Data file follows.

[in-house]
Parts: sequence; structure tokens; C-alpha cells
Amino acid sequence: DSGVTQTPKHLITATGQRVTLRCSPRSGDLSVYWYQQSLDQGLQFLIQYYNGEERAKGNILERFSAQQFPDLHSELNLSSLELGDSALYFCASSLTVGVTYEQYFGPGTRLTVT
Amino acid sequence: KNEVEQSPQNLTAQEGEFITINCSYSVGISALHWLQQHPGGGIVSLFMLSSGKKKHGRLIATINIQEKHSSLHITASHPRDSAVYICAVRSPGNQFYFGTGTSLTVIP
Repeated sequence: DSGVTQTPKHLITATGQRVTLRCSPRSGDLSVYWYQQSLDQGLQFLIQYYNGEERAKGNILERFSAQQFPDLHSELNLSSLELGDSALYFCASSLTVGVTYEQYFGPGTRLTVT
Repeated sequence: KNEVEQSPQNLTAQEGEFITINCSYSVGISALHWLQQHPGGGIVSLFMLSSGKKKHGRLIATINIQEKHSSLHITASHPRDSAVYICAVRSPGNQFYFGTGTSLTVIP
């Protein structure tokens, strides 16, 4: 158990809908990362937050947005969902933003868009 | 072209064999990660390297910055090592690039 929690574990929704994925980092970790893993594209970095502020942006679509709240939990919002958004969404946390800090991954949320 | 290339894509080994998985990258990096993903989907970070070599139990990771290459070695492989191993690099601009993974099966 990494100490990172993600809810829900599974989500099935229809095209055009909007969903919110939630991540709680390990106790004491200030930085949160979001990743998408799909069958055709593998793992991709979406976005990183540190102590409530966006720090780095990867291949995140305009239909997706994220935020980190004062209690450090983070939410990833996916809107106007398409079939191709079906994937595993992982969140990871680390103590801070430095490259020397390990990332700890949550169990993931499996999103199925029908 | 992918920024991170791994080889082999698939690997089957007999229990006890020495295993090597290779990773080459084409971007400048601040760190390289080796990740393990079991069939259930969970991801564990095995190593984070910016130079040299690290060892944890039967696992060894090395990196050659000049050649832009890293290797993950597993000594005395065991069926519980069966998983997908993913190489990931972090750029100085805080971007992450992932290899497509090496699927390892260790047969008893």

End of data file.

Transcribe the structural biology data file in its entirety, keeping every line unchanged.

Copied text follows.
[in-house]
Parts: sequence; structure tokens; C-alpha cells
Amino acid sequence: DSGVTQTPKHLITATGQRVTLRCSPRSGDLSVYWYQQSLDQGLQFLIQYYNGEERAKGNILERFSAQQFPDLHSELNLSSLELGDSALYFCASSLTVGVTYEQYFGPGTRLTVT
Amino acid sequence: KNEVEQSPQNLTAQEGEFITINCSYSVGISALHWLQQHPGGGIVSLFMLSSGKKKHGRLIATINIQEKHSSLHITASHPRDSAVYICAVRSPGNQFYFGTGTSLTVIP
Repeated sequence: DSGVTQTPKHLITATGQRVTLRCSPRSGDLSVYWYQQSLDQGLQFLIQYYNGEERAKGNILERFSAQQFPDLHSELNLSSLELGDSALYFCASSLTVGVTYEQYFGPGTRLTVT
Repeated sequence: KNEVEQSPQNLTAQEGEFITINCSYSVGISALHWLQQHPGGGIVSLFMLSSGKKKHGRLIATINIQEKHSSLHITASHPRDSAVYICAVRSPGNQFYFGTGTSLTVIP
């Protein structure tokens, strides 16, 4: 158990809908990362937050947005969902933003868009 | 072209064999990660390297910055090592690039 929690574990929704994925980092970790893993594209970095502020942006679509709240939990919002958004969404946390800090991954949320 | 290339894509080994998985990258990096993903989907970070070599139990990771290459070695492989191993690099601009993974099966 990494100490990172993600809810829900599974989500099935229809095209055009909007969903919110939630991540709680390990106790004491200030930085949160979001990743998408799909069958055709593998793992991709979406976005990183540190102590409530966006720090780095990867291949995140305009239909997706994220935020980190004062209690450090983070939410990833996916809107106007398409079939191709079906994937595993992982969140990871680390103590801070430095490259020397390990990332700890949550169990993931499996999103199925029908 | 992918920024991170791994080889082999698939690997089957007999229990006890020495295993090597290779990773080459084409971007400048601040760190390289080796990740393990079991069939259930969970991801564990095995190593984070910016130079040299690290060892944890039967696992060894090395990196050659000049050649832009890293290797993950597993000594005395065991069926519980069966998983997908993913190489990931972090750029100085805080971007992450992932290899497509090496699927390892260790047969008893």